The horizon is not so far as we can see, but as far as we can imagine

We Don’t Want an Economy Which Produces Lots of Money

Money is one of the hardest things to talk about, because we make it into something concrete, which it isn’t, and hasn’t been for a long time, in most countries. Even gold money wasn’t particularly concrete, because gold has no organic relation to a society’s overall production. Currencies like the Japanese Koku, based on grain, were concrete, and in a rural society had a significant relationship to actual economic productivity. In our society, money is an abstraction.

What we want is not an economy which produces a lot of money (whatever that is, as money is an accounting identity). What we want is an economy which produces a lot of good stuff: good products and services.

By good, I mean “products which make our lives better.” Food which makes us sick, beyond keeping us alive, is not what we should be seeking to produce, no matter how many people it makes rich or how convenient it may be. A suburban lifestyle which discourages walking and social ties is not good for us: It contributes to obesity, depression, and powerlessness, and that powerlessness leads to inequality. Jobs which we hate, but do so we can buy food which makes us sick and live in communities which isolate us and make us fat and unfit, are not what we should be aiming for.

Money is very useful: It provides feedback as to how much demand there is if you live in a functioning market, it provides liquidity so we can trade with people without having to set up barter operations, and it provides an accounting mechanism by which we can turn present effort into future right to consume. But how much money we have, total, as a society, is unimportant. What matters is our actual productive capacity.

Consider someone who works and saves money, then retires. A retiree lives in today’s economy. Their butt gets wiped by people working today, their doctor is working today, their food is produced by people working today.  If the economy collapses, all their money is meaningless, and they can only buy what people who are working today want to sell.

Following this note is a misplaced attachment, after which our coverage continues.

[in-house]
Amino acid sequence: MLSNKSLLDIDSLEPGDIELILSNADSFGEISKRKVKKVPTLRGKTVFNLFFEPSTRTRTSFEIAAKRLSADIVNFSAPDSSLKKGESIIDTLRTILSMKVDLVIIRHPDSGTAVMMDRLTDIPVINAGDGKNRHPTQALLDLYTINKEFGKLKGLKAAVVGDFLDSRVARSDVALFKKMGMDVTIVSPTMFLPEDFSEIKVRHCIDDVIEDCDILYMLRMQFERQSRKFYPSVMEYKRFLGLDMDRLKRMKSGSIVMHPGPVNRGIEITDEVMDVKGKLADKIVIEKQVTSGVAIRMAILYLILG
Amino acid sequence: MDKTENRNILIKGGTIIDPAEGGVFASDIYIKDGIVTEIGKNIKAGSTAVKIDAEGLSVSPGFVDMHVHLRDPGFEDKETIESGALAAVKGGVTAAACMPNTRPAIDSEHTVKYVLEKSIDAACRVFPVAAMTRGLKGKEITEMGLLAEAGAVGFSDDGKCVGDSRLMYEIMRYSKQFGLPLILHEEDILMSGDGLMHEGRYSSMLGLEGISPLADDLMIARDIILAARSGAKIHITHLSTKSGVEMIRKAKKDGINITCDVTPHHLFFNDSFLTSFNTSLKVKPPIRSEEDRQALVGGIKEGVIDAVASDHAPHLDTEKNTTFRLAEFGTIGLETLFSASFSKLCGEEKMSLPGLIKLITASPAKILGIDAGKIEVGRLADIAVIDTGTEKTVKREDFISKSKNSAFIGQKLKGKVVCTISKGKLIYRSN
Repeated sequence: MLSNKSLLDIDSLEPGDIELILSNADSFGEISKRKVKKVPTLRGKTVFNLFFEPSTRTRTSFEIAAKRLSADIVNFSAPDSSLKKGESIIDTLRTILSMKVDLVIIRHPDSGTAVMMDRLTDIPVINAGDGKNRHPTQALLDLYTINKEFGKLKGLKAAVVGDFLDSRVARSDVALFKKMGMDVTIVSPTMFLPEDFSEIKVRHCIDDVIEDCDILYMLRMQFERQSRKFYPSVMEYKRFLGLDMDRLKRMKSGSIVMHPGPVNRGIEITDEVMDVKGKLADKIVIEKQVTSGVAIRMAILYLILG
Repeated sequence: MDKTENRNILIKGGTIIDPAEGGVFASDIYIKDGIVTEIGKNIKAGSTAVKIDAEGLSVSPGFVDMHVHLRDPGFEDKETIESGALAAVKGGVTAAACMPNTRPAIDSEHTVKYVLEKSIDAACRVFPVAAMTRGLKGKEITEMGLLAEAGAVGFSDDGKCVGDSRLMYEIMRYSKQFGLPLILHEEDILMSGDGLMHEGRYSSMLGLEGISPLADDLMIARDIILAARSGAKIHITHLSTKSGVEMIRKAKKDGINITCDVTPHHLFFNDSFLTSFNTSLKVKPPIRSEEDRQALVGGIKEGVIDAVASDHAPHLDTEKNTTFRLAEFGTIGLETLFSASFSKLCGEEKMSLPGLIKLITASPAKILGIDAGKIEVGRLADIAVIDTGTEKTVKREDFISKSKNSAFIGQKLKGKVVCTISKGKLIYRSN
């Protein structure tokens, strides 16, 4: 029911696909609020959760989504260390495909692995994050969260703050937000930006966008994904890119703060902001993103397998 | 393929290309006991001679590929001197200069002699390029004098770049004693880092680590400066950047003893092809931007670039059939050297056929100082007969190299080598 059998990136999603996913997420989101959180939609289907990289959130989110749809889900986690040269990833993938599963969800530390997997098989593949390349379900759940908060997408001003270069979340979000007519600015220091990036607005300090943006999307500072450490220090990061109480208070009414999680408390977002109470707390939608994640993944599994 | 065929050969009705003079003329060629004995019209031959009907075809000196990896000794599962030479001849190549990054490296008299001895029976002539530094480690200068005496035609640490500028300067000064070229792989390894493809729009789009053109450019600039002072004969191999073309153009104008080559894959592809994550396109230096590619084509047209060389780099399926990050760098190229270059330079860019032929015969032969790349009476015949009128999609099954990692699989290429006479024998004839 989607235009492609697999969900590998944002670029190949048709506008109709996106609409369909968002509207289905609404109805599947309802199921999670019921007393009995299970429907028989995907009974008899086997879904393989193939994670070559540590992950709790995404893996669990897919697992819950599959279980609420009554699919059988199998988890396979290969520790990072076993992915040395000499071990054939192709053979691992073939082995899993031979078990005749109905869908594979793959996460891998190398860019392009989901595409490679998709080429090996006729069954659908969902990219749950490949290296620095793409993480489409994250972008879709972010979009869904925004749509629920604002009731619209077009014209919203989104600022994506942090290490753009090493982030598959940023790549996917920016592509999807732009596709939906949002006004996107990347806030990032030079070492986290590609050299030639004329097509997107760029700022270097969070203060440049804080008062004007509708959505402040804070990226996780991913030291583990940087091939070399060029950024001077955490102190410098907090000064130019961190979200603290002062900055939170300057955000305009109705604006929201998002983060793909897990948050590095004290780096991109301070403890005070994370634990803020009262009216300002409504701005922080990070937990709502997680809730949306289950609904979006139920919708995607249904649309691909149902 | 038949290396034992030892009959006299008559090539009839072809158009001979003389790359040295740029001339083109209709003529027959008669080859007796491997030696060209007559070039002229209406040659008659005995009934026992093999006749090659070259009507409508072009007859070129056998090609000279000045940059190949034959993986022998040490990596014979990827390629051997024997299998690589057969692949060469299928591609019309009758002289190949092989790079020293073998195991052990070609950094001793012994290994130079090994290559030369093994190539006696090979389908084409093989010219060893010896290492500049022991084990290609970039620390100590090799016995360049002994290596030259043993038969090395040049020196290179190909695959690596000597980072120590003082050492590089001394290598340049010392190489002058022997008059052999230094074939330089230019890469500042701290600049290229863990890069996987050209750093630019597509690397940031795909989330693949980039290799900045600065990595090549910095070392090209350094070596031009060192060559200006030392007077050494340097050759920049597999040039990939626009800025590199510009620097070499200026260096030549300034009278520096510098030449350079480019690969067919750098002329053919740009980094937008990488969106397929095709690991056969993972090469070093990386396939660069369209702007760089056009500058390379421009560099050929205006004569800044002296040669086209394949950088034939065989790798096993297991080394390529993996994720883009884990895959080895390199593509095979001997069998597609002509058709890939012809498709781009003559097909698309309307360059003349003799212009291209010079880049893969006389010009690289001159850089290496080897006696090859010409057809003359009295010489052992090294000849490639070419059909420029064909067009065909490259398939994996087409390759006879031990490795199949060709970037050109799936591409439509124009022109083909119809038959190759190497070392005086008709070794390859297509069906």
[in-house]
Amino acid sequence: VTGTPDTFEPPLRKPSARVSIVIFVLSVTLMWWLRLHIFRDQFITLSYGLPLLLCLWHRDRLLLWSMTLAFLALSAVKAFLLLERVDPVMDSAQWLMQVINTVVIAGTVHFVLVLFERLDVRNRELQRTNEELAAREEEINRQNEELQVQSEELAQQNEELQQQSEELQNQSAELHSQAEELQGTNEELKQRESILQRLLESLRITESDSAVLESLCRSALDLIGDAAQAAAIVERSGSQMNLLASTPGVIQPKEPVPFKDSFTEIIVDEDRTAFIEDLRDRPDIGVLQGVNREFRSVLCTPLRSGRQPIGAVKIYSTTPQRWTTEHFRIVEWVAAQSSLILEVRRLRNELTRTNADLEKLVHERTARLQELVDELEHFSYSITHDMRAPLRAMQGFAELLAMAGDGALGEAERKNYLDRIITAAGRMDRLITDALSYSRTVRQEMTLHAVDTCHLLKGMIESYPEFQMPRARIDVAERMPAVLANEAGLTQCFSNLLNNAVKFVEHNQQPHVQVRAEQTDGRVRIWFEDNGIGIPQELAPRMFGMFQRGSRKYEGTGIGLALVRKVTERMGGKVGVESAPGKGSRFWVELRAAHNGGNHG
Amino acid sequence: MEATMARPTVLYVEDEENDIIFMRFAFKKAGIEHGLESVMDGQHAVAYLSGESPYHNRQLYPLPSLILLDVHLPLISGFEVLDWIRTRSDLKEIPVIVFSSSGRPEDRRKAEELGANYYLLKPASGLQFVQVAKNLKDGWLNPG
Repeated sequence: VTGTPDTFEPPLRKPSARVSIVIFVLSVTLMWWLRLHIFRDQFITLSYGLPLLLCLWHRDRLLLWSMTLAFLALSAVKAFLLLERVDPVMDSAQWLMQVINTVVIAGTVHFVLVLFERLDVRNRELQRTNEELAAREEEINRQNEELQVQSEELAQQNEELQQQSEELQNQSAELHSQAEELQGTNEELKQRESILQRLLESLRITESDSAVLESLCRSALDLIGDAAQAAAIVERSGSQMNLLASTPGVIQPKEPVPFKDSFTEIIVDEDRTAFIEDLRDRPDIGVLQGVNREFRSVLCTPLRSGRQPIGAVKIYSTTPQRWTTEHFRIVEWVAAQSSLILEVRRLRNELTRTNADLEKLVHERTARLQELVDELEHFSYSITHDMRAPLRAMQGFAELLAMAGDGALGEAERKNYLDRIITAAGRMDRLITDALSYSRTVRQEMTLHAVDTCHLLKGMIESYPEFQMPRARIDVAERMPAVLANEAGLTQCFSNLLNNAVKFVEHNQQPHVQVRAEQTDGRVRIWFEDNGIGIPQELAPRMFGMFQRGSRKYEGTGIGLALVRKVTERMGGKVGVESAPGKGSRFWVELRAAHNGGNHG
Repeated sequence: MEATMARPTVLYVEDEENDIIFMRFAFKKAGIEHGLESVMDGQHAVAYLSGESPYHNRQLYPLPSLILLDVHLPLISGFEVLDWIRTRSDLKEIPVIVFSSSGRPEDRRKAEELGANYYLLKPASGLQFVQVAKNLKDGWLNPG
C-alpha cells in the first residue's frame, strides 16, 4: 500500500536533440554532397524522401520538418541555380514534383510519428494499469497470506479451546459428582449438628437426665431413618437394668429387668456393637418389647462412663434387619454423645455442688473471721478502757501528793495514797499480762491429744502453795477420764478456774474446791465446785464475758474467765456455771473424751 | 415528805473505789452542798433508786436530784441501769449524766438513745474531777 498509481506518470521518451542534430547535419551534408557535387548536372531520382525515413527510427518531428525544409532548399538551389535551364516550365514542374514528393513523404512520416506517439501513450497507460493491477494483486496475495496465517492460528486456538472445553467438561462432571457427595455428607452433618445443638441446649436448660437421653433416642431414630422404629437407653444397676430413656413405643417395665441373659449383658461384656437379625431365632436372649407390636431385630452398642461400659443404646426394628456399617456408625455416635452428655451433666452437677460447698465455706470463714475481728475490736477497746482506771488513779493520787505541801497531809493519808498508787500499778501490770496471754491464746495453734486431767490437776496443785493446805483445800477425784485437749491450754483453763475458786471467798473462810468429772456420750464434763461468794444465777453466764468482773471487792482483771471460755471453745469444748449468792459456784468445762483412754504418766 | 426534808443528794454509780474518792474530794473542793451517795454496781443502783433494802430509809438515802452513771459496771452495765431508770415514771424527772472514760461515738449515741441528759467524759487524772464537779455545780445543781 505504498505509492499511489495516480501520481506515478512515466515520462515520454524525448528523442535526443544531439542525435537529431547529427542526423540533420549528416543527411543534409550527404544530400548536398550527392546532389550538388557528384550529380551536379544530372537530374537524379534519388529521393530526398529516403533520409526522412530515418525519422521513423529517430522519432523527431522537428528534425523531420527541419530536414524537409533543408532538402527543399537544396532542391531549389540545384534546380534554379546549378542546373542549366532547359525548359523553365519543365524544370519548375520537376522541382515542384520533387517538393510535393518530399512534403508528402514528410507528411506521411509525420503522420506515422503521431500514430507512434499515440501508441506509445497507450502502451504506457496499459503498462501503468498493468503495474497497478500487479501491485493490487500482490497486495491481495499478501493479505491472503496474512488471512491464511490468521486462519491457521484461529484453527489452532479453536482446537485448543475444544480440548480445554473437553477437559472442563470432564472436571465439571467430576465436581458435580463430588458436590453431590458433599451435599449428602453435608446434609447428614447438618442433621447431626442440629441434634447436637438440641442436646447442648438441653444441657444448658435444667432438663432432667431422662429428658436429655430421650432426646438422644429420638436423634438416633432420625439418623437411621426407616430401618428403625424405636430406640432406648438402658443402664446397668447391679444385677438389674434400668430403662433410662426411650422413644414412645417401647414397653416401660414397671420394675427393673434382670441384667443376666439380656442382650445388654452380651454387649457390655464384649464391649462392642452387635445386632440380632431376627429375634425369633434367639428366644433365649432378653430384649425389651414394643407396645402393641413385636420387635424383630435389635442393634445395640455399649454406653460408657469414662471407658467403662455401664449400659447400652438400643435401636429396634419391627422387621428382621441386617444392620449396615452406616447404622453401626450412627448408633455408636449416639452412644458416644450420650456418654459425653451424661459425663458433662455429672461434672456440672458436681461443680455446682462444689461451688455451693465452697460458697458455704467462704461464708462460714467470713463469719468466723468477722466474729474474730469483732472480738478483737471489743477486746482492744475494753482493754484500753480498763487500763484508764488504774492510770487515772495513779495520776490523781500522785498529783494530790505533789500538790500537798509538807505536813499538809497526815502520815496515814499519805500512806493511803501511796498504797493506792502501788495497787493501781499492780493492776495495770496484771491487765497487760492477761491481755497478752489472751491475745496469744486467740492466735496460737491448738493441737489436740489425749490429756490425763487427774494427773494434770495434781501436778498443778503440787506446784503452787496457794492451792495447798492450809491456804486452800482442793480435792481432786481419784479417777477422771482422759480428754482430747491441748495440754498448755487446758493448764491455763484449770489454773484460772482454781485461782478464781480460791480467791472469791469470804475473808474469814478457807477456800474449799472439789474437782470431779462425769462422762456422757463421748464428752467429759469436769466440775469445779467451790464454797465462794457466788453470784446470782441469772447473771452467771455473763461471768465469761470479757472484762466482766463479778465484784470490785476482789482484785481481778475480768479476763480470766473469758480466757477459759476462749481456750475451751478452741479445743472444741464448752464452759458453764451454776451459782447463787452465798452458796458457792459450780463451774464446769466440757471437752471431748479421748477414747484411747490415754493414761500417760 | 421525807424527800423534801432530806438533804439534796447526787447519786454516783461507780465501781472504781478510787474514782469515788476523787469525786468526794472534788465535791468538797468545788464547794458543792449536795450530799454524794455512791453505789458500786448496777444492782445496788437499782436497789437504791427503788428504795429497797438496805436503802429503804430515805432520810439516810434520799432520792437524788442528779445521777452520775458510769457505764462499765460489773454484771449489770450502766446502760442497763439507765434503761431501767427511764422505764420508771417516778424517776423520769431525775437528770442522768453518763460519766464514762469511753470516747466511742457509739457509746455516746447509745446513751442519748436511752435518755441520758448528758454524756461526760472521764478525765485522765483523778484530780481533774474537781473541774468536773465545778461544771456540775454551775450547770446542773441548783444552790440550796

Ultimately, what matters is how much and what type of goods and services our society is producing. This doesn’t include just food, housing, and clothing. It includes philosophy, art, music, TV, computer games, and education. Money’s purpose is to facilitate the creation of all those good things; to help create a society which produces art, food, and education which are good for those who consume them. If money stops helping create those things, if money is used to restrict access to good food, housing, and education, then money is actually harmful and creating more of it is harmful.

During the 80s, 90s, and 00s, giving money to rich people through tax cuts increased the rate at which jobs were off-shored. During the post-war period, the more money was spent on food production in the US, the cheaper food became — but also the fatter and sicker Americans became. The feedback loop was “more fat and sugar and carbs = more sales,” so they slathered all of that on.

As I’ve noted before, money is permission. It is the right of people to tell other people what to do. But giving money to someone, especially giving a lot of money to someone, more than the standard return in an economy says “DO THIS. DO MORE OF IT.” So if the most highly-rewarded people in the economy are Wall Street scam artists and people financing building McMansions, well, you’re going to get more of that.

It is right-wing ideology that the government shouldn’t pick winners and losers. They’re right when it comes to individuals, but dead wrong when it comes to groups. We don’t want people winning by polluting, by producing shitty food, by committing fraud. We do want people winning who are doing basic science, educating children well, helping sick people, and creating products and services which make people healthier, fitter, and happier. If we see a large group of people getting more money by doing bad, then we need to shut that down, and fast, because the longer we leave it, the longer we say “whatever, it doesn’t matter,” not only are they doing harm at a faster and faster rate as money and people move into an arena where they earn greater returns, but their money turns into power, allowing them to buy up other people to ensure that they can continue making money doing harm.